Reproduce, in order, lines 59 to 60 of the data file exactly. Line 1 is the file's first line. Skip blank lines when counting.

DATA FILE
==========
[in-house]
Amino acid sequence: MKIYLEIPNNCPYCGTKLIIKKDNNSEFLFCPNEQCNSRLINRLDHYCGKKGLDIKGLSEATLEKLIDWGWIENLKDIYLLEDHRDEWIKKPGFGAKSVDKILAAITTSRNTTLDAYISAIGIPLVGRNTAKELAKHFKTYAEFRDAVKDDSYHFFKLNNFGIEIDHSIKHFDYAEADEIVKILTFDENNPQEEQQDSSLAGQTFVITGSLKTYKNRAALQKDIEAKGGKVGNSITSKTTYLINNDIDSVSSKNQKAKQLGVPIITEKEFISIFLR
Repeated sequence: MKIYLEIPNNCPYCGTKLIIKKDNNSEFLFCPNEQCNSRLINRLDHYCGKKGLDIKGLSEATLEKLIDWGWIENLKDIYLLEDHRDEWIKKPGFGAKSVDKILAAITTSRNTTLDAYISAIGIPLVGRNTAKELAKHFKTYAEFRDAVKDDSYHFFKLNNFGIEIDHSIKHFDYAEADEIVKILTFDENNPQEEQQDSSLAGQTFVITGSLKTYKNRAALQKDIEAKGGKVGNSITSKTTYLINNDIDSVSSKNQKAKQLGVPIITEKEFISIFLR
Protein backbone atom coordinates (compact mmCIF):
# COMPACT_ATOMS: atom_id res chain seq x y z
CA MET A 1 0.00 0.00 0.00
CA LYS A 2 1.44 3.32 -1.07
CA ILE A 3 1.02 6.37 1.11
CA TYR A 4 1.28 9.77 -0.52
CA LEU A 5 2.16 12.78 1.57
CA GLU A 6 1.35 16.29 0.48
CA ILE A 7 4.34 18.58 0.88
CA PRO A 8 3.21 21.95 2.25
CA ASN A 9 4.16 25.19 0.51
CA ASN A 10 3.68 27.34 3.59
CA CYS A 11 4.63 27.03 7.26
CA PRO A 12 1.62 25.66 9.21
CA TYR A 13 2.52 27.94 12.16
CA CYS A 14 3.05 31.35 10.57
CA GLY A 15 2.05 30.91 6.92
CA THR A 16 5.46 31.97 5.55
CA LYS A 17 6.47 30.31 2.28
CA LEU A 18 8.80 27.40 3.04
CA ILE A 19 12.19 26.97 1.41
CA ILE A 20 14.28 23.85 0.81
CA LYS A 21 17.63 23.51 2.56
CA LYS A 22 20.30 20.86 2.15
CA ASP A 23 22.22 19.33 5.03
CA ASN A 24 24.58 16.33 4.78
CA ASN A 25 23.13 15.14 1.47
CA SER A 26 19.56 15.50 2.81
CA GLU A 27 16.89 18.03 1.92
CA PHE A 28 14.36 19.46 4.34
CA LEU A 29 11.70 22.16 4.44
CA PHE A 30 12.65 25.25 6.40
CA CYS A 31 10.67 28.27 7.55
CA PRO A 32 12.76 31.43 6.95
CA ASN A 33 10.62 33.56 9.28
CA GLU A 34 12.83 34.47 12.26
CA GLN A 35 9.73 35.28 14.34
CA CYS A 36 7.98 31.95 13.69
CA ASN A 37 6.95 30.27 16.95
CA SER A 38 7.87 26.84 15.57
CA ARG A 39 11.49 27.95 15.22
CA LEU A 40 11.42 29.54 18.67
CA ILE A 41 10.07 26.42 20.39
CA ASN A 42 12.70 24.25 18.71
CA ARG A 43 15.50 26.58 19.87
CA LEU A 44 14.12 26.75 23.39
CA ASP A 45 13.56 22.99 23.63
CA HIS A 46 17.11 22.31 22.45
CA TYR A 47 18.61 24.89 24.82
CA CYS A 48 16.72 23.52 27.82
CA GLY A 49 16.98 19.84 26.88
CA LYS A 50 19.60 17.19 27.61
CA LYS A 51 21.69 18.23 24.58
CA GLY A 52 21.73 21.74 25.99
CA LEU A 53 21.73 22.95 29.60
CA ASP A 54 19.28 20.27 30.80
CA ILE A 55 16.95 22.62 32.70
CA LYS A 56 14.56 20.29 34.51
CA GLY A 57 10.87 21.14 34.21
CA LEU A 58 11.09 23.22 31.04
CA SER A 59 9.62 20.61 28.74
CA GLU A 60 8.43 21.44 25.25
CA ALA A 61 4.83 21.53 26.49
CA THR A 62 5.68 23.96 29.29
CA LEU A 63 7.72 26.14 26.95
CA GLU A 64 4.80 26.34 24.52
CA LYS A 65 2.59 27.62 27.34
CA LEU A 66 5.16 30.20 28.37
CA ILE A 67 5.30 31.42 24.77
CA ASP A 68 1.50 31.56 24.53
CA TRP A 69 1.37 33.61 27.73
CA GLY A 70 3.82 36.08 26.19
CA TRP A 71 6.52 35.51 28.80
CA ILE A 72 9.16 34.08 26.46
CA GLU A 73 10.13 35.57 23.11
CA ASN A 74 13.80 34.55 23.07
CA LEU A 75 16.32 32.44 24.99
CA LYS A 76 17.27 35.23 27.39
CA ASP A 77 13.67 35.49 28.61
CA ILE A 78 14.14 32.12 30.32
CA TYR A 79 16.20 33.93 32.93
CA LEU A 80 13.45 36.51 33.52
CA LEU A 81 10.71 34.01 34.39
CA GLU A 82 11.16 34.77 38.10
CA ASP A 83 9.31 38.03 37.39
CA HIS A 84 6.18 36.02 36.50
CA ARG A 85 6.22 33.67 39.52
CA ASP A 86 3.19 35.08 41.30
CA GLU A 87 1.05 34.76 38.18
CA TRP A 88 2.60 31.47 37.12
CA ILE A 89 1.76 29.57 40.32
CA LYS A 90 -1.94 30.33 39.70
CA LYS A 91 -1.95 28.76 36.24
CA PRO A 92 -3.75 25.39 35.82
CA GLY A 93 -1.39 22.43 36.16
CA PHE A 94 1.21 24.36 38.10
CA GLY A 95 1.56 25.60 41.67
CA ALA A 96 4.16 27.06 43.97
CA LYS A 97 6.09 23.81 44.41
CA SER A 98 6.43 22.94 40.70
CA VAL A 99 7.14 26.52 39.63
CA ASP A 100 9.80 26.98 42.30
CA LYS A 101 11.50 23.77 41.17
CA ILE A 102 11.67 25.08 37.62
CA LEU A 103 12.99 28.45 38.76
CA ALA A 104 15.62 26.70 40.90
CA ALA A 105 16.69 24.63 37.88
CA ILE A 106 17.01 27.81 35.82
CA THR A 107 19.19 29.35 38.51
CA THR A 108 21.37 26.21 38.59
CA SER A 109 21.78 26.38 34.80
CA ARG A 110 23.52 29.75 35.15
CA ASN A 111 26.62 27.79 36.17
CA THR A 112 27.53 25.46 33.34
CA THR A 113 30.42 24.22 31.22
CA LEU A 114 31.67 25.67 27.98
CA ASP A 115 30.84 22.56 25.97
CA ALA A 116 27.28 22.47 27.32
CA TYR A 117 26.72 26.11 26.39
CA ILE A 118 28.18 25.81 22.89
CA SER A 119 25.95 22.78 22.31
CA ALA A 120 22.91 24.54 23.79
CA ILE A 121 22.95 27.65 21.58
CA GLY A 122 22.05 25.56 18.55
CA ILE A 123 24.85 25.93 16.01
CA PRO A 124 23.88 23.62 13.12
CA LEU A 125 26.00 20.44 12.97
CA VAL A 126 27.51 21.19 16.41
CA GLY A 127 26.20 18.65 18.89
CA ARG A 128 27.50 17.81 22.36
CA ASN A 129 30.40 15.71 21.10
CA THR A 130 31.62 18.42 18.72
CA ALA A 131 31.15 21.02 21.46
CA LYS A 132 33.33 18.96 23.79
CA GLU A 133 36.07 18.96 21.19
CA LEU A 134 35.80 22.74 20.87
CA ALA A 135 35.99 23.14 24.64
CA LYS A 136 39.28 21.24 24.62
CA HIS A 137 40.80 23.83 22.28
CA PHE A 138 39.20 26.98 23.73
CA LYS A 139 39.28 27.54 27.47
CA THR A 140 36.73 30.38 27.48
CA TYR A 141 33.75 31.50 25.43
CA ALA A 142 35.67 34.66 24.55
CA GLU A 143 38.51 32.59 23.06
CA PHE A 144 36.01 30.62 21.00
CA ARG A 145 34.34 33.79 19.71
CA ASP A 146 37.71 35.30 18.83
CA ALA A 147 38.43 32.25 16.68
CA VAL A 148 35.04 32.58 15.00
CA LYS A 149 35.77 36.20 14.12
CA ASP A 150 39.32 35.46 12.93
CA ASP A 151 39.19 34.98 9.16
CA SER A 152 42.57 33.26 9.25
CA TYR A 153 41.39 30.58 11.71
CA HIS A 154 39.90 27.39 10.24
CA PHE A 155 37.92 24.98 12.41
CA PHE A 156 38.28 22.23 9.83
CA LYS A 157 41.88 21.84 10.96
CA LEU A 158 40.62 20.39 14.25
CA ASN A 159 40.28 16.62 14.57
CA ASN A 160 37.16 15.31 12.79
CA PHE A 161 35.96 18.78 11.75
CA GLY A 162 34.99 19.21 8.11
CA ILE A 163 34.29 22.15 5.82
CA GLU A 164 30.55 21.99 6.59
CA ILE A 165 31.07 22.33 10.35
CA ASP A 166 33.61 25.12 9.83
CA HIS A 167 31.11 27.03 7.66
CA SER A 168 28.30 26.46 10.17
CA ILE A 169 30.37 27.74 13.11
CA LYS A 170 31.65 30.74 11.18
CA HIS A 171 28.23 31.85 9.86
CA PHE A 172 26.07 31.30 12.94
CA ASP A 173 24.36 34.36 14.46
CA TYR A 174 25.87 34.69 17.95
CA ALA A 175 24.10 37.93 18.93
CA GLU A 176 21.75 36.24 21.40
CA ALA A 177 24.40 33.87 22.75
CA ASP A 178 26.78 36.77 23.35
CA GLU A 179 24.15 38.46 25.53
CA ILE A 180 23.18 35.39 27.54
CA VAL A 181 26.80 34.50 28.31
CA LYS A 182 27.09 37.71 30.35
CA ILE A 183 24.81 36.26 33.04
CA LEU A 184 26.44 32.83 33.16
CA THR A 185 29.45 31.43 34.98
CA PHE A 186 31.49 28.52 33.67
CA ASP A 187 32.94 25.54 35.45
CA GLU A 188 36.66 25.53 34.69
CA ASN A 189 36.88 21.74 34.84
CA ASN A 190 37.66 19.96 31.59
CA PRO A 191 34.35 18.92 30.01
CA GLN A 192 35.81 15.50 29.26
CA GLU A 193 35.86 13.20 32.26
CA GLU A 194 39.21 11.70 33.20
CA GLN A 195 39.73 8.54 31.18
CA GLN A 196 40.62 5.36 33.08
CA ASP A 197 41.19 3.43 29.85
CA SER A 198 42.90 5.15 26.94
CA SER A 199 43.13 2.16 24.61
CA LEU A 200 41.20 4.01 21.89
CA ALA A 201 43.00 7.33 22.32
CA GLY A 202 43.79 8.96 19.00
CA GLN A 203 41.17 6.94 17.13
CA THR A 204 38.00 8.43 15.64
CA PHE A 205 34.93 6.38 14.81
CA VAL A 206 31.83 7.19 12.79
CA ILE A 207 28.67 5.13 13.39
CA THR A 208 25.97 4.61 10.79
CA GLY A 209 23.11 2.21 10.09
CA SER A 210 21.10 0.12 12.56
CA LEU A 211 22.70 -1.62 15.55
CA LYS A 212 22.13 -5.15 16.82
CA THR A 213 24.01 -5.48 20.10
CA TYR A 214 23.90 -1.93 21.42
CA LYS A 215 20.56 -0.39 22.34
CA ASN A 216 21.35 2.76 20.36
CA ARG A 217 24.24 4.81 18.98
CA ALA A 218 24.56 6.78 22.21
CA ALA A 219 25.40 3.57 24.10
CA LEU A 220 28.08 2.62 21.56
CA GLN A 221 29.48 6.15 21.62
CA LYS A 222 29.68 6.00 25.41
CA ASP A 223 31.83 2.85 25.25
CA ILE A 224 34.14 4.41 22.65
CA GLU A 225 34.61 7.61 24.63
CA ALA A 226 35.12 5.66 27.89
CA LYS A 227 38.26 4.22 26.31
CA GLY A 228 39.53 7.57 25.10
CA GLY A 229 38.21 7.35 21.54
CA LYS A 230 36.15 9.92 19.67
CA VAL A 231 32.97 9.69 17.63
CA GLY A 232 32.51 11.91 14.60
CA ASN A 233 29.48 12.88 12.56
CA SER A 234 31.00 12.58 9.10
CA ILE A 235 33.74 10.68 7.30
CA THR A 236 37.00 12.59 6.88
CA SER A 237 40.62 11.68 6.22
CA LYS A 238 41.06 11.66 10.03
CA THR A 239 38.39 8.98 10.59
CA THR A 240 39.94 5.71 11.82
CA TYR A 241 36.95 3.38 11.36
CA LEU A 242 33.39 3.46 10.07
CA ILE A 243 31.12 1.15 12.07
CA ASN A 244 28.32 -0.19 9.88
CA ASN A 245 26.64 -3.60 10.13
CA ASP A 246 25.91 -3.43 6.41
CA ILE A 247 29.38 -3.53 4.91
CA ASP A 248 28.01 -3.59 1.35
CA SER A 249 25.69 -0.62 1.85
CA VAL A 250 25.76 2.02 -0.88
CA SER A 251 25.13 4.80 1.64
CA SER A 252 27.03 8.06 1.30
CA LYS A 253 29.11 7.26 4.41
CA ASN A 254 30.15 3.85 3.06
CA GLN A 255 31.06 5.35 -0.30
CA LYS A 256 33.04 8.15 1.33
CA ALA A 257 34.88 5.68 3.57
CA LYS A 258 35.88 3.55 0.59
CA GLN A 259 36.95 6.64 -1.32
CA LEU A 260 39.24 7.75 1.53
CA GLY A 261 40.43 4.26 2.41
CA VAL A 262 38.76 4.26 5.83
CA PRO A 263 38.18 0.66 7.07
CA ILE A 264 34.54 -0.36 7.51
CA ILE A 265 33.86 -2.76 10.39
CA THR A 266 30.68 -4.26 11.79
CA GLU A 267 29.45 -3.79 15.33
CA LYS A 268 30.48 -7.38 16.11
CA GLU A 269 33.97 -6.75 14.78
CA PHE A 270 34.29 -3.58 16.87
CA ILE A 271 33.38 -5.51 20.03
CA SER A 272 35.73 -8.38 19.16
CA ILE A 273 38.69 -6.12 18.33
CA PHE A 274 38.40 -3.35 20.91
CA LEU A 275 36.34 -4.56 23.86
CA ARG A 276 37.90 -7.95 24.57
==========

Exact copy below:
CA ASP A 54 19.28 20.27 30.80
CA ILE A 55 16.95 22.62 32.70